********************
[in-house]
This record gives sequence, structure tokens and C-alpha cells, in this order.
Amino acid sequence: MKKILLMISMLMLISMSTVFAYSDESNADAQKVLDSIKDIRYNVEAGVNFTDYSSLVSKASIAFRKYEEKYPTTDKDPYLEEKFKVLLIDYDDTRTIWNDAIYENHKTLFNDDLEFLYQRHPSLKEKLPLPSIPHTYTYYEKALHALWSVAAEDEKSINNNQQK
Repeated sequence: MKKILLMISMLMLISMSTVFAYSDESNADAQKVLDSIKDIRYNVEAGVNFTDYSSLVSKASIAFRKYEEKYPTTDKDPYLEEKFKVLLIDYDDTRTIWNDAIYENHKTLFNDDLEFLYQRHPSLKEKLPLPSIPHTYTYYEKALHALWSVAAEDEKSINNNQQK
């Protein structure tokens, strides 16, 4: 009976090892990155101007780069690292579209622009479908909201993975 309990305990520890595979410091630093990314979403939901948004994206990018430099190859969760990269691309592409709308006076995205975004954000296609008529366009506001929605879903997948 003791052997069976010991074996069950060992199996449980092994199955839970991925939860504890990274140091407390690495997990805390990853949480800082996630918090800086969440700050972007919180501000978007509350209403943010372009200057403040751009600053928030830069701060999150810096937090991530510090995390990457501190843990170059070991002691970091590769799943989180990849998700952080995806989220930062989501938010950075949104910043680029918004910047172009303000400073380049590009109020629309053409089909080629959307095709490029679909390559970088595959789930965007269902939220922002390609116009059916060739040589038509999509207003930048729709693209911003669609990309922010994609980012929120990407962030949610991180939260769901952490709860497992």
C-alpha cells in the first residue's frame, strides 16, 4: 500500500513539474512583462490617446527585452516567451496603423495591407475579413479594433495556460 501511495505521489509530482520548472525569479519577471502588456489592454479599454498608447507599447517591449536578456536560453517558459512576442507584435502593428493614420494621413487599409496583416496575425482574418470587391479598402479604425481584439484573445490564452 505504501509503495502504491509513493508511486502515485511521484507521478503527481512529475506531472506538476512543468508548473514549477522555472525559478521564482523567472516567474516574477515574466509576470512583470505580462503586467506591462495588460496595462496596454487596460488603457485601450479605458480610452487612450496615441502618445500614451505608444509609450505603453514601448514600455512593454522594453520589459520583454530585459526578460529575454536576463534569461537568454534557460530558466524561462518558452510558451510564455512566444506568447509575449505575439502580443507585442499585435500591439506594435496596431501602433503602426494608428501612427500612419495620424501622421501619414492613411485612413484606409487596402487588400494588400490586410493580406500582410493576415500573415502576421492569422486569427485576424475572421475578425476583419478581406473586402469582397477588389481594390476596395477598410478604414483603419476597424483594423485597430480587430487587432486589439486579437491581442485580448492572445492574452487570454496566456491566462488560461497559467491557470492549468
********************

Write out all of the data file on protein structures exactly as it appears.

[in-house]
This record gives sequence, structure tokens and C-alpha cells, in this order.
Amino acid sequence: MKKILLMISMLMLISMSTVFAYSDESNADAQKVLDSIKDIRYNVEAGVNFTDYSSLVSKASIAFRKYEEKYPTTDKDPYLEEKFKVLLIDYDDTRTIWNDAIYENHKTLFNDDLEFLYQRHPSLKEKLPLPSIPHTYTYYEKALHALWSVAAEDEKSINNNQQK
Repeated sequence: MKKILLMISMLMLISMSTVFAYSDESNADAQKVLDSIKDIRYNVEAGVNFTDYSSLVSKASIAFRKYEEKYPTTDKDPYLEEKFKVLLIDYDDTRTIWNDAIYENHKTLFNDDLEFLYQRHPSLKEKLPLPSIPHTYTYYEKALHALWSVAAEDEKSINNNQQK
């Protein structure tokens, strides 16, 4: 009976090892990155101007780069690292579209622009479908909201993975 309990305990520890595979410091630093990314979403939901948004994206990018430099190859969760990269691309592409709308006076995205975004954000296609008529366009506001929605879903997948 003791052997069976010991074996069950060992199996449980092994199955839970991925939860504890990274140091407390690495997990805390990853949480800082996630918090800086969440700050972007919180501000978007509350209403943010372009200057403040751009600053928030830069701060999150810096937090991530510090995390990457501190843990170059070991002691970091590769799943989180990849998700952080995806989220930062989501938010950075949104910043680029918004910047172009303000400073380049590009109020629309053409089909080629959307095709490029679909390559970088595959789930965007269902939220922002390609116009059916060739040589038509999509207003930048729709693209911003669609990309922010994609980012929120990407962030949610991180939260769901952490709860497992």
C-alpha cells in the first residue's frame, strides 16, 4: 500500500513539474512583462490617446527585452516567451496603423495591407475579413479594433495556460 501511495505521489509530482520548472525569479519577471502588456489592454479599454498608447507599447517591449536578456536560453517558459512576442507584435502593428493614420494621413487599409496583416496575425482574418470587391479598402479604425481584439484573445490564452 505504501509503495502504491509513493508511486502515485511521484507521478503527481512529475506531472506538476512543468508548473514549477522555472525559478521564482523567472516567474516574477515574466509576470512583470505580462503586467506591462495588460496595462496596454487596460488603457485601450479605458480610452487612450496615441502618445500614451505608444509609450505603453514601448514600455512593454522594453520589459520583454530585459526578460529575454536576463534569461537568454534557460530558466524561462518558452510558451510564455512566444506568447509575449505575439502580443507585442499585435500591439506594435496596431501602433503602426494608428501612427500612419495620424501622421501619414492613411485612413484606409487596402487588400494588400490586410493580406500582410493576415500573415502576421492569422486569427485576424475572421475578425476583419478581406473586402469582397477588389481594390476596395477598410478604414483603419476597424483594423485597430480587430487587432486589439486579437491581442485580448492572445492574452487570454496566456491566462488560461497559467491557470492549468